Once I was able to consistently breastfeed, feeding Kenny became easy. I did not have to think about what I was feeding him or how much. He would eat when he was hungry and stop when he was full (if only we could all do that). I have even heard breast milk referred to as the “perfect” food for a growing baby.
Then when I went in for his two month checkup, the nurse recommended giving him Vitamin D supplements. Based on conversations with other moms, I found that some of them received the same recommendation while others did not. This led me to do some research on my own.
In 2008, the American Academy of Pediatrics (AAP) increased the Vitamin D recommendation for infants from 200 IU to 400 IU per day [AAP]. Since breastfed babies generally do not obtain this new level of Vitamin D from breast milk and sun exposure, the AAP now recommends daily Vitamin D supplementation to breastfeeding. Vitamin D is important because it contributes to strong bone health by aiding in the absorption of calcium [MayoClinic].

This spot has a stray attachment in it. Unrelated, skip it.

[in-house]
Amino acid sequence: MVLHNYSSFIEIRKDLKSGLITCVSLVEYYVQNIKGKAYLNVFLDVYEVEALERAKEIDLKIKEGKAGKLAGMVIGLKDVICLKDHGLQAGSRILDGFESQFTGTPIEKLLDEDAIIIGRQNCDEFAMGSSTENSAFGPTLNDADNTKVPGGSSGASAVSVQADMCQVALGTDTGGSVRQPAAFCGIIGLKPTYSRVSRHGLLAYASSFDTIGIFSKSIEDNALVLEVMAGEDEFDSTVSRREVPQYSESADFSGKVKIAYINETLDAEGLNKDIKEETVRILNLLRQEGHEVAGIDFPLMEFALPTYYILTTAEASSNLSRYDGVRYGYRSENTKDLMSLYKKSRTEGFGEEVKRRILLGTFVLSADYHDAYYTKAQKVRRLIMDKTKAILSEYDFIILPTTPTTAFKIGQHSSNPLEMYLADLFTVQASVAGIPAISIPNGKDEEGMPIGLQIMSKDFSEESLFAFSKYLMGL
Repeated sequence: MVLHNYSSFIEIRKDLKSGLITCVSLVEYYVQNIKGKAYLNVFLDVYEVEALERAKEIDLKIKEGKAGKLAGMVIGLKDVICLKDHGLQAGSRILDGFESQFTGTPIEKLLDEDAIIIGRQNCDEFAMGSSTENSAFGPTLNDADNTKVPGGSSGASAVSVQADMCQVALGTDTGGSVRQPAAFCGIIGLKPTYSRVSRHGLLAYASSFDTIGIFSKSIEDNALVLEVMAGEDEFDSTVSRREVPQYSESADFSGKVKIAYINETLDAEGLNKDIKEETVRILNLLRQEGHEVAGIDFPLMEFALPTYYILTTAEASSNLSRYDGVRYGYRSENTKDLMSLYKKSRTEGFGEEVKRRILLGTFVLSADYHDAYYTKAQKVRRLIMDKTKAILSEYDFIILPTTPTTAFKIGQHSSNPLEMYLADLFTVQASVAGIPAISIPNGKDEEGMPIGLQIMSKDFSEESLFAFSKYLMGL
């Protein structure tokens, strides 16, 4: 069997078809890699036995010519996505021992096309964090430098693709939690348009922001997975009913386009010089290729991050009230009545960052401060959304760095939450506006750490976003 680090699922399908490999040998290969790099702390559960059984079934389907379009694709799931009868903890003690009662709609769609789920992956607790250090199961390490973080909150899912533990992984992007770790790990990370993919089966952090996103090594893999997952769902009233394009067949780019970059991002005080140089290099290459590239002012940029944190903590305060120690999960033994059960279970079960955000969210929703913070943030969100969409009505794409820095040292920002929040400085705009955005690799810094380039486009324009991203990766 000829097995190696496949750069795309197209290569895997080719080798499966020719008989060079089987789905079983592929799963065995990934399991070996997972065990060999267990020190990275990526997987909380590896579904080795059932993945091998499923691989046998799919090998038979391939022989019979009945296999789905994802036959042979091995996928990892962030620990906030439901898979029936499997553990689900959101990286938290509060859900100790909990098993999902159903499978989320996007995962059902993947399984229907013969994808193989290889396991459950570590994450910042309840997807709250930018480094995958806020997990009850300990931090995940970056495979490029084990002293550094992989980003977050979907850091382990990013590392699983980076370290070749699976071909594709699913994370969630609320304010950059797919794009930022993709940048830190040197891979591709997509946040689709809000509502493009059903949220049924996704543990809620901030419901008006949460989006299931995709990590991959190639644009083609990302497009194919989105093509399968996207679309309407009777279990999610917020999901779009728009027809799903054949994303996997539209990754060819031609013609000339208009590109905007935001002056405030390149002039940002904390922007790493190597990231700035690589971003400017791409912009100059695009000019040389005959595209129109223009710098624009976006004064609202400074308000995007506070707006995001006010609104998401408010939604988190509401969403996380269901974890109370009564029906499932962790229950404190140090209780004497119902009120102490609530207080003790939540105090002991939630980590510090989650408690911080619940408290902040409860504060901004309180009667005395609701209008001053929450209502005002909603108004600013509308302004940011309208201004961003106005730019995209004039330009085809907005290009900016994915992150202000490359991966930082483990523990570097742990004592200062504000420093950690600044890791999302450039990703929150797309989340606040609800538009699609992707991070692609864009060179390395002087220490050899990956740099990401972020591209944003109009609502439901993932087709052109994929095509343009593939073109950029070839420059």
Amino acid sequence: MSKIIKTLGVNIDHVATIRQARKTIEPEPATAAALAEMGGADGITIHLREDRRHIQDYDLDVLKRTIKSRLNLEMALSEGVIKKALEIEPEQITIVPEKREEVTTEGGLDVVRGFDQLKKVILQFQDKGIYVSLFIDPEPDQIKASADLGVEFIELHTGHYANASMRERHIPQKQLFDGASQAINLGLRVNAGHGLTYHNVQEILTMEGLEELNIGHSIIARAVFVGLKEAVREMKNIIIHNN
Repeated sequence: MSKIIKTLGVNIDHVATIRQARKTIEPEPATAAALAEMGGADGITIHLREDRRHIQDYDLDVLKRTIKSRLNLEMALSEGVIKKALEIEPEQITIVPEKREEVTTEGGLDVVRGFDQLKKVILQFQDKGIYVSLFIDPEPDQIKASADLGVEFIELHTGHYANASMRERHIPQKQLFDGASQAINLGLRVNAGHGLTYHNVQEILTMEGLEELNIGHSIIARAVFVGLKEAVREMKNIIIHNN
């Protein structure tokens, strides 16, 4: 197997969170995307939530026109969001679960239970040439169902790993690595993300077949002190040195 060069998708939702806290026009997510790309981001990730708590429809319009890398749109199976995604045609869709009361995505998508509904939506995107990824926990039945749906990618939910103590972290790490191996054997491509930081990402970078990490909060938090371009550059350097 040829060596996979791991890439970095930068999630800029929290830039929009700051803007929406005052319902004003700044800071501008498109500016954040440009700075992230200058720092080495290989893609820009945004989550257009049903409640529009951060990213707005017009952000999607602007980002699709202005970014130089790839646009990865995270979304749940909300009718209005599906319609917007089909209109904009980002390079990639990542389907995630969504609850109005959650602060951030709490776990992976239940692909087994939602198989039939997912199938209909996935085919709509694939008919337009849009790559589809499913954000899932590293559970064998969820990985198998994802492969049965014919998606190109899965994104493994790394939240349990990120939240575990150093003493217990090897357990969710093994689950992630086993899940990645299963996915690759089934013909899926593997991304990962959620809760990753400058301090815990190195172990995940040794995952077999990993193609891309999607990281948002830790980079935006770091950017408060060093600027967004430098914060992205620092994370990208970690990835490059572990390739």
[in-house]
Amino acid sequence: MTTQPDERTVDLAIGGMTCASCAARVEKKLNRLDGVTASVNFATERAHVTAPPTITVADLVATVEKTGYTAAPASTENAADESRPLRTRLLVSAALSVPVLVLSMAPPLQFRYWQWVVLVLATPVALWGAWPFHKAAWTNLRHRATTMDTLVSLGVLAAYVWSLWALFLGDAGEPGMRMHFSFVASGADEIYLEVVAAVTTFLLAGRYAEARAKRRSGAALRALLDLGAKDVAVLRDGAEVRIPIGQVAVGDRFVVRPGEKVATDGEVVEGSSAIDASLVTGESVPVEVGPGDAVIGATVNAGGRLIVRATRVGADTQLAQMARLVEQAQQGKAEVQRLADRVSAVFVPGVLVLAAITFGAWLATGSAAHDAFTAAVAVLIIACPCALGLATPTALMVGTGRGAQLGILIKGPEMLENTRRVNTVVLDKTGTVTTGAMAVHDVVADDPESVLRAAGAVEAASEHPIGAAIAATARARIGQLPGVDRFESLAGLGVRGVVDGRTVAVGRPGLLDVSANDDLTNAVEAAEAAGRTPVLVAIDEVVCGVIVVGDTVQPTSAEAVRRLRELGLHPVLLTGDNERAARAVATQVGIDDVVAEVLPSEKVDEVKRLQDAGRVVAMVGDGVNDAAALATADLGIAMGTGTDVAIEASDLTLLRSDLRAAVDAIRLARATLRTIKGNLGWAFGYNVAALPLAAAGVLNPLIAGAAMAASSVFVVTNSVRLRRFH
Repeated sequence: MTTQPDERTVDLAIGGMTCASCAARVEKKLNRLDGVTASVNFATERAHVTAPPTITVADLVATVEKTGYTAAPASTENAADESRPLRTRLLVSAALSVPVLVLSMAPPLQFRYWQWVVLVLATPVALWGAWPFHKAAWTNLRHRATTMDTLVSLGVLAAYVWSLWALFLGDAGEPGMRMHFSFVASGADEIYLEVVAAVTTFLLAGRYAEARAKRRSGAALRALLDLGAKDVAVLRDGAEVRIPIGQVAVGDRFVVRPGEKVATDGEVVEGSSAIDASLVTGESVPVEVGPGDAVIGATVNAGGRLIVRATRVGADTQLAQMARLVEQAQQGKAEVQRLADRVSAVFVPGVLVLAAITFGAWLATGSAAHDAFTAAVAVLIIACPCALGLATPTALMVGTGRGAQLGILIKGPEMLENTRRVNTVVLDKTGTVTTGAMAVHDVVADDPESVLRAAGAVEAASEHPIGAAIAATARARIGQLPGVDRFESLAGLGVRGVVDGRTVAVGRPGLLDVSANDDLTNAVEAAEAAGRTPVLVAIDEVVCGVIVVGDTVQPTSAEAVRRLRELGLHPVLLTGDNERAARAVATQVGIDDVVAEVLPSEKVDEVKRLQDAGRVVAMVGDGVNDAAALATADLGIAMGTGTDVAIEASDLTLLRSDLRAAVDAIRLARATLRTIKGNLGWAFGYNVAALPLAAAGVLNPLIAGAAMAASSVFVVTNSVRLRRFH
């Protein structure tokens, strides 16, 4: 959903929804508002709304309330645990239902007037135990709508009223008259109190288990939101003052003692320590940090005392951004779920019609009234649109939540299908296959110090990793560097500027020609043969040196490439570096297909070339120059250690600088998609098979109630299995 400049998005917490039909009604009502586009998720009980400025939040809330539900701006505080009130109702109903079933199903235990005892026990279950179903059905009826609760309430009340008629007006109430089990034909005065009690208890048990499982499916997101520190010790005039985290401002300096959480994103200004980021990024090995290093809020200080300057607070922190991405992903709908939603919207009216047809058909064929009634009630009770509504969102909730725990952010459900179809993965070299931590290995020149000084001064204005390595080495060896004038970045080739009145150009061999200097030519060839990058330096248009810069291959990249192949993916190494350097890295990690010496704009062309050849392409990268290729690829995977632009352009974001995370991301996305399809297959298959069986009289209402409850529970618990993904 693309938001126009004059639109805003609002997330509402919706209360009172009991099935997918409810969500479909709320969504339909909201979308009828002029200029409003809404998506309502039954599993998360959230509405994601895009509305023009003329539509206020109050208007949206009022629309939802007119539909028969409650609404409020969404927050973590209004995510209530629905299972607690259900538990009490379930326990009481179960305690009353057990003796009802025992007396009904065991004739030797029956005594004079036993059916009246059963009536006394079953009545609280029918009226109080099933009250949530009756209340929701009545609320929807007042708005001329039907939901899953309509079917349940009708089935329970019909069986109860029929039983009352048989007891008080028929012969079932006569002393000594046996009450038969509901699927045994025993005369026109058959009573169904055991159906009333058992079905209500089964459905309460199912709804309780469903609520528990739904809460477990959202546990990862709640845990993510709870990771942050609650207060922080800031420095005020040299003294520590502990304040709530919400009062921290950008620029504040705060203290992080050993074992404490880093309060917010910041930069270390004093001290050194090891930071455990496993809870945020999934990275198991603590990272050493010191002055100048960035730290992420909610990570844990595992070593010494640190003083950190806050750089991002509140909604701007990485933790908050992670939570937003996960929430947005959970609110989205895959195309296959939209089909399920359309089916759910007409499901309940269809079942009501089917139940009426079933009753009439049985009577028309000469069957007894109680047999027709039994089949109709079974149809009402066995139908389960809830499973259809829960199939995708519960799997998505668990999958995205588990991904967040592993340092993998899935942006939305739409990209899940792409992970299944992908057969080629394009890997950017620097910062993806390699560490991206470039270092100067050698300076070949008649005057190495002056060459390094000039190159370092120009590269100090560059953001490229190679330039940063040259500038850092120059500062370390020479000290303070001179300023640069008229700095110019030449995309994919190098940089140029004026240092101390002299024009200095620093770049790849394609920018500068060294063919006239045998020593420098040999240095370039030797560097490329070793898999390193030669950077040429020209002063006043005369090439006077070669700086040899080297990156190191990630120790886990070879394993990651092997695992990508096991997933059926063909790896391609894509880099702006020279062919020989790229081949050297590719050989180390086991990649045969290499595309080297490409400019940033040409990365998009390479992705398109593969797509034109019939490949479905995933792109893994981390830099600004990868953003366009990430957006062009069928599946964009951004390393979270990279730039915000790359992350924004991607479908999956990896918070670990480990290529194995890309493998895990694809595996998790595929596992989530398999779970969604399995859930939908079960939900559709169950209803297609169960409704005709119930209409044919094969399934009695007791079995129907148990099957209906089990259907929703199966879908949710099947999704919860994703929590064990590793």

One drop a day of Vitamin D for Kenny was not too hard to add to my routine. When I went in for Kenny’s four month checkup, the nurse recommended either iron fortified cereal, high iron vegetables, or an iron supplement. Now it was getting confusing.
A baby receives iron from his mother that lasts until he is about four months old. Since breast milk contains little iron, babies older than four months are at risk for iron deficiency which may lead to long-term health effects. The AAP recommends giving breastfed babies iron supplements until iron rich solid foods are introduced [AAP].
For now, Kenny is taking a mixed supplement that contains Vitamin D and Iron until solid foods are established. To start the process, Kenny got his first taste of avocado this week.